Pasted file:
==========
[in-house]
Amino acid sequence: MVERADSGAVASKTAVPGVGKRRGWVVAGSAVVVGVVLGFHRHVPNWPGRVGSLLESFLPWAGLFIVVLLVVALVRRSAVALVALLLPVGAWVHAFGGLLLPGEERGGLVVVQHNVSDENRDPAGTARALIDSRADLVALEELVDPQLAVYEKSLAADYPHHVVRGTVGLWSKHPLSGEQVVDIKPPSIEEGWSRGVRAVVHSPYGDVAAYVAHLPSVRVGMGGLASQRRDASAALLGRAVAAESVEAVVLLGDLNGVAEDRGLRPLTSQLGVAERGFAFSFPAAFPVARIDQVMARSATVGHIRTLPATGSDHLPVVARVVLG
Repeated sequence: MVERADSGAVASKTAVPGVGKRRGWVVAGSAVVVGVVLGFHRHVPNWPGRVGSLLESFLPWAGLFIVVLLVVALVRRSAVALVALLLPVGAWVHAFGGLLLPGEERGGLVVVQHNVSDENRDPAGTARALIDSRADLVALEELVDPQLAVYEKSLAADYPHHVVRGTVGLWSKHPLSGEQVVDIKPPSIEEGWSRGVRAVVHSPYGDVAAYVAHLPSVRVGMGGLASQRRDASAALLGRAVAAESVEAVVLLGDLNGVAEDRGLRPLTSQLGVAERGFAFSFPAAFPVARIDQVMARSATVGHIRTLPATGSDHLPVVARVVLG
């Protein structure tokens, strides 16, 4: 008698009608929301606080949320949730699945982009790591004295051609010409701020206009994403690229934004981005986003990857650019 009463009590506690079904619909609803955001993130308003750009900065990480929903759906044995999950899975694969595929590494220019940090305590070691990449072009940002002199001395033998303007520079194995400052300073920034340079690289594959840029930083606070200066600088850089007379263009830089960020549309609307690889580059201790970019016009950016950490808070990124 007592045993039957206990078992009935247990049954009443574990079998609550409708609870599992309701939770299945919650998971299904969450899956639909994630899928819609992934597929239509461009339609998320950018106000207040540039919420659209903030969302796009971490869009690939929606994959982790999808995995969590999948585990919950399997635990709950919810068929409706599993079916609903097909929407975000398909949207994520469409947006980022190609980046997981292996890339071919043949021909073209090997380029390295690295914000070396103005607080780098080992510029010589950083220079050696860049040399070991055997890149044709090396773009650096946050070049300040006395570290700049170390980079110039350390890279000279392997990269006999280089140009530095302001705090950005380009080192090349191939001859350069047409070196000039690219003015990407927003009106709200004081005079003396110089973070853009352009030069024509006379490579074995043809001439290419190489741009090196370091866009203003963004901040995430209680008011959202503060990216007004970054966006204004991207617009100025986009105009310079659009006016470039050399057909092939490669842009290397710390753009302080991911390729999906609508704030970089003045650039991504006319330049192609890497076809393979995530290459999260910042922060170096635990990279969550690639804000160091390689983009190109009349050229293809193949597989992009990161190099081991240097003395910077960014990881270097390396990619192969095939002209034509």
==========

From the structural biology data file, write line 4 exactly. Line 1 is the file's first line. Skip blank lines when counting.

């Protein structure tokens, strides 16, 4: 008698009608929301606080949320949730699945982009790591004295051609010409701020206009994403690229934004981005986003990857650019 009463009590506690079904619909609803955001993130308003750009900065990480929903759906044995999950899975694969595929590494220019940090305590070691990449072009940002002199001395033998303007520079194995400052300073920034340079690289594959840029930083606070200066600088850089007379263009830089960020549309609307690889580059201790970019016009950016950490808070990124 007592045993039957206990078992009935247990049954009443574990079998609550409708609870599992309701939770299945919650998971299904969450899956639909994630899928819609992934597929239509461009339609998320950018106000207040540039919420659209903030969302796009971490869009690939929606994959982790999808995995969590999948585990919950399997635990709950919810068929409706599993079916609903097909929407975000398909949207994520469409947006980022190609980046997981292996890339071919043949021909073209090997380029390295690295914000070396103005607080780098080992510029010589950083220079050696860049040399070991055997890149044709090396773009650096946050070049300040006395570290700049170390980079110039350390890279000279392997990269006999280089140009530095302001705090950005380009080192090349191939001859350069047409070196000039690219003015990407927003009106709200004081005079003396110089973070853009352009030069024509006379490579074995043809001439290419190489741009090196370091866009203003963004901040995430209680008011959202503060990216007004970054966006204004991207617009100025986009105009310079659009006016470039050399057909092939490669842009290397710390753009302080991911390729999906609508704030970089003045650039991504006319330049192609890497076809393979995530290459999260910042922060170096635990990279969550690639804000160091390689983009190109009349050229293809193949597989992009990161190099081991240097003395910077960014990881270097390396990619192969095939002209034509």